Naag Devi
India 2002
Directed by Balaji Shah.

A Telugu version of Rajkumar Kohli's 1976 film Nagin, from 2002. You might think the film would benefit from the advances in film production in the 26 years that separate the two films, but instead it achieves a quality in both story and special effect dramatically worse than its inspiration.

Sometimes the makers of a new version of an old tale know the old one so well that the stages in the story become ritual, and the rational of moving from one place to the next is lost. So in this story, concerning a female snake goddess taking revenge on a group of men for the accidental killing of her mate, there is a moment after one of the men shoots the snake, that they suddenly decide they must bury the dead snake quickly or they will be doomed. They look for the snake, can't find it, and leave. What they forget to mention in this version is that the snake is supposed to have the image of its killers imprinted on its eye at the time of its death. And sure enough, with his lover finds his body, she gets convenient Polaroid snaps of each of the men, framed by his retina. Only viewers familiar with the original story would understand this, the point not being explained here. There are several moments like this. NAAG DEVI goes through the motions, but forgets to create character.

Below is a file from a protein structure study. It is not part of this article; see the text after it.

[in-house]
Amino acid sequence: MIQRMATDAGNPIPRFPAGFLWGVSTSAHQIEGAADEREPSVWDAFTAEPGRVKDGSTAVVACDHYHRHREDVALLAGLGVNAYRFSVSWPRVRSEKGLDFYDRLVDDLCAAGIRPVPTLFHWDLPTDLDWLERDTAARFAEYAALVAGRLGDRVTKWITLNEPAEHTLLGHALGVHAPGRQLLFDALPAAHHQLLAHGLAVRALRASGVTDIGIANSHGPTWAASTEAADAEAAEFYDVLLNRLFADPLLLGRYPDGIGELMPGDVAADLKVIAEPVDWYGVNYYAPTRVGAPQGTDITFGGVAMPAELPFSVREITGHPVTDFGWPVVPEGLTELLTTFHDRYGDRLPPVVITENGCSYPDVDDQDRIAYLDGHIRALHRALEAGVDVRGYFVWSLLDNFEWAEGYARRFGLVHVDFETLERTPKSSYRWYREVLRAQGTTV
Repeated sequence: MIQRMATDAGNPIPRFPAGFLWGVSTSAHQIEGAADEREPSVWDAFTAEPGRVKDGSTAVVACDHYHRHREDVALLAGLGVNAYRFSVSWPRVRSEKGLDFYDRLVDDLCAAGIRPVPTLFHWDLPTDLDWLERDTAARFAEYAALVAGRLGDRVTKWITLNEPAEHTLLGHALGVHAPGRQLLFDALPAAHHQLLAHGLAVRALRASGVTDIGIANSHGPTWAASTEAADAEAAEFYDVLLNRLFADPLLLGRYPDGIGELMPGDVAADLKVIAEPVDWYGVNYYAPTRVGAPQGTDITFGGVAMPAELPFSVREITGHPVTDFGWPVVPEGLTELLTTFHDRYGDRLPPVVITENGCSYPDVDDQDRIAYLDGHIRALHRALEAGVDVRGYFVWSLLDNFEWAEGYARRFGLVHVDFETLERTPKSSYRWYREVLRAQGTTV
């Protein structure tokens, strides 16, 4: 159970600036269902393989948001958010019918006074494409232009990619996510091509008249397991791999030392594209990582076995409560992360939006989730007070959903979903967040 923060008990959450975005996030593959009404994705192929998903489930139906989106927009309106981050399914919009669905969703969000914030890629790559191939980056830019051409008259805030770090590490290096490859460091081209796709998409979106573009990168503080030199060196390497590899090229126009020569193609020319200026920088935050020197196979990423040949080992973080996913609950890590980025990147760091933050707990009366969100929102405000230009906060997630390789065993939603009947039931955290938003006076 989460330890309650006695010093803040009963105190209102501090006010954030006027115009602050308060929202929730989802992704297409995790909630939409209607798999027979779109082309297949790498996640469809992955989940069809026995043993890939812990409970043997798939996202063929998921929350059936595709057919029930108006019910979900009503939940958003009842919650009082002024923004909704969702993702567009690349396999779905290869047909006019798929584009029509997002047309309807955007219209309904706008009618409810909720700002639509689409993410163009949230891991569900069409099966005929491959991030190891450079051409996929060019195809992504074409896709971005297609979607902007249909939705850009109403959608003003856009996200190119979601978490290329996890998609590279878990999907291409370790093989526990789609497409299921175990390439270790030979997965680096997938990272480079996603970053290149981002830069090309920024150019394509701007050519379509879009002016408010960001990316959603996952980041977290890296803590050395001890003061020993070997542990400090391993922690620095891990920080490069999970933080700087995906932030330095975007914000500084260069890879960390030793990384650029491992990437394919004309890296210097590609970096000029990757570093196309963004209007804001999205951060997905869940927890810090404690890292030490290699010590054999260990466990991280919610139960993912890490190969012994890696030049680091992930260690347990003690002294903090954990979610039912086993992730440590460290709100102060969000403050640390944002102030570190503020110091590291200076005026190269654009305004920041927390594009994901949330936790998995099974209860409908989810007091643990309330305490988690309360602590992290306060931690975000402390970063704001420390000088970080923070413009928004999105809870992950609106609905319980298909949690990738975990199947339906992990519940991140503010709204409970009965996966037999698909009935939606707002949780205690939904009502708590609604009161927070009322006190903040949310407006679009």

The snake goddess, or Naag Devi (Sudha) is a bit heftier than you might expect, as is her unattractive, hairy chested mate, and when they do their snake-mating dance, it is frankly rather clumsy and unpleasant to behold. Sudha acts mostly out of her nostrils, which are constantly flared, eyeballs open so wide they may pop out of her head at any moment. This means, I gathered, "I'm vengeful."

The music is not memorable, and in some cases, just plain bad. There is one butt-slapping disco number early on that was sort of fun, but not very. The choreography is dire. The lyrics are subtitled, a relative rarity on Indian DVDs.

In the last fourty-five minutes, NAAG DEVI diverges at last from the plot line of Nagin, and becomes a full fledged devotional picture. Telugu cinema is very serious about its god and goddess worship, and this movie is no exception. The wife of the remaining surviving man (the only passibly charismatic one of the bunch, Charan Raj), increases her devotions. She talks to a mystic who tells her she must get 22 married women to pray for her for 22 days. But the snake ruins it. The statue of the goddess Parvati, consort of Siva, then gives her a different prayer recipe: 5 days, offering food to married women and getting their blessings. Once again, the snake ruins it. And so on, until Durga, the mother of the universe and an aspect of Parvati, must intervene in the flesh. By getting the gods to tie everything up, though, the remake manages to miss out on the moral of the original, that vengeance is all consuming and ultimately ruinous. Which is what made the original film worth watching: it had a point, NAAG DEVI does not.

Rating: Not Recommended (Not Recommended)

Posted by Peter Nepstad on November 29, 2004.

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